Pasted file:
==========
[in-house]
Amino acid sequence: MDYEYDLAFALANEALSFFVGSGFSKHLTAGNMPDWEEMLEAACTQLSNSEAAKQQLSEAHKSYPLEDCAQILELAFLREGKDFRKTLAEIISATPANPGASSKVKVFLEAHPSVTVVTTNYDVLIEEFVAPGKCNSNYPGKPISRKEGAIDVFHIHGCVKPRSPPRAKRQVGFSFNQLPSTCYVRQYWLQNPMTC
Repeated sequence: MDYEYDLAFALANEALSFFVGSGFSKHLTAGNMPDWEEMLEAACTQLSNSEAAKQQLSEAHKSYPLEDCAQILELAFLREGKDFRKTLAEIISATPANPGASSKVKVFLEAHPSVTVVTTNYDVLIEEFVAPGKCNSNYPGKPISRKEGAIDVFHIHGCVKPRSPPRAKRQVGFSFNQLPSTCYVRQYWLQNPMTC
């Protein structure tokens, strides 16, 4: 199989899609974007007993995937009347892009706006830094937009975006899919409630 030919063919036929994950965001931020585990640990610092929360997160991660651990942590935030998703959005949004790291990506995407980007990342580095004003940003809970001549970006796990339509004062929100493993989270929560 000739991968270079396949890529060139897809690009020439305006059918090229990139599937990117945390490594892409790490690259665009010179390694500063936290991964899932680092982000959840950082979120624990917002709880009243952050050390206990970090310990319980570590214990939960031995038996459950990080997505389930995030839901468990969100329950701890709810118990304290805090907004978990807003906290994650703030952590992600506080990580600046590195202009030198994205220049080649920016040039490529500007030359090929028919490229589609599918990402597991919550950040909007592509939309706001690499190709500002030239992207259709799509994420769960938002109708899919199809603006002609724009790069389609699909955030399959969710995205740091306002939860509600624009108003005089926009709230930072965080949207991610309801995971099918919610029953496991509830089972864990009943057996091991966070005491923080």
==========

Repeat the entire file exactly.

[in-house]
Amino acid sequence: MDYEYDLAFALANEALSFFVGSGFSKHLTAGNMPDWEEMLEAACTQLSNSEAAKQQLSEAHKSYPLEDCAQILELAFLREGKDFRKTLAEIISATPANPGASSKVKVFLEAHPSVTVVTTNYDVLIEEFVAPGKCNSNYPGKPISRKEGAIDVFHIHGCVKPRSPPRAKRQVGFSFNQLPSTCYVRQYWLQNPMTC
Repeated sequence: MDYEYDLAFALANEALSFFVGSGFSKHLTAGNMPDWEEMLEAACTQLSNSEAAKQQLSEAHKSYPLEDCAQILELAFLREGKDFRKTLAEIISATPANPGASSKVKVFLEAHPSVTVVTTNYDVLIEEFVAPGKCNSNYPGKPISRKEGAIDVFHIHGCVKPRSPPRAKRQVGFSFNQLPSTCYVRQYWLQNPMTC
């Protein structure tokens, strides 16, 4: 199989899609974007007993995937009347892009706006830094937009975006899919409630 030919063919036929994950965001931020585990640990610092929360997160991660651990942590935030998703959005949004790291990506995407980007990342580095004003940003809970001549970006796990339509004062929100493993989270929560 000739991968270079396949890529060139897809690009020439305006059918090229990139599937990117945390490594892409790490690259665009010179390694500063936290991964899932680092982000959840950082979120624990917002709880009243952050050390206990970090310990319980570590214990939960031995038996459950990080997505389930995030839901468990969100329950701890709810118990304290805090907004978990807003906290994650703030952590992600506080990580600046590195202009030198994205220049080649920016040039490529500007030359090929028919490229589609599918990402597991919550950040909007592509939309706001690499190709500002030239992207259709799509994420769960938002109708899919199809603006002609724009790069389609699909955030399959969710995205740091306002939860509600624009108003005089926009709230930072965080949207991610309801995971099918919610029953496991509830089972864990009943057996091991966070005491923080």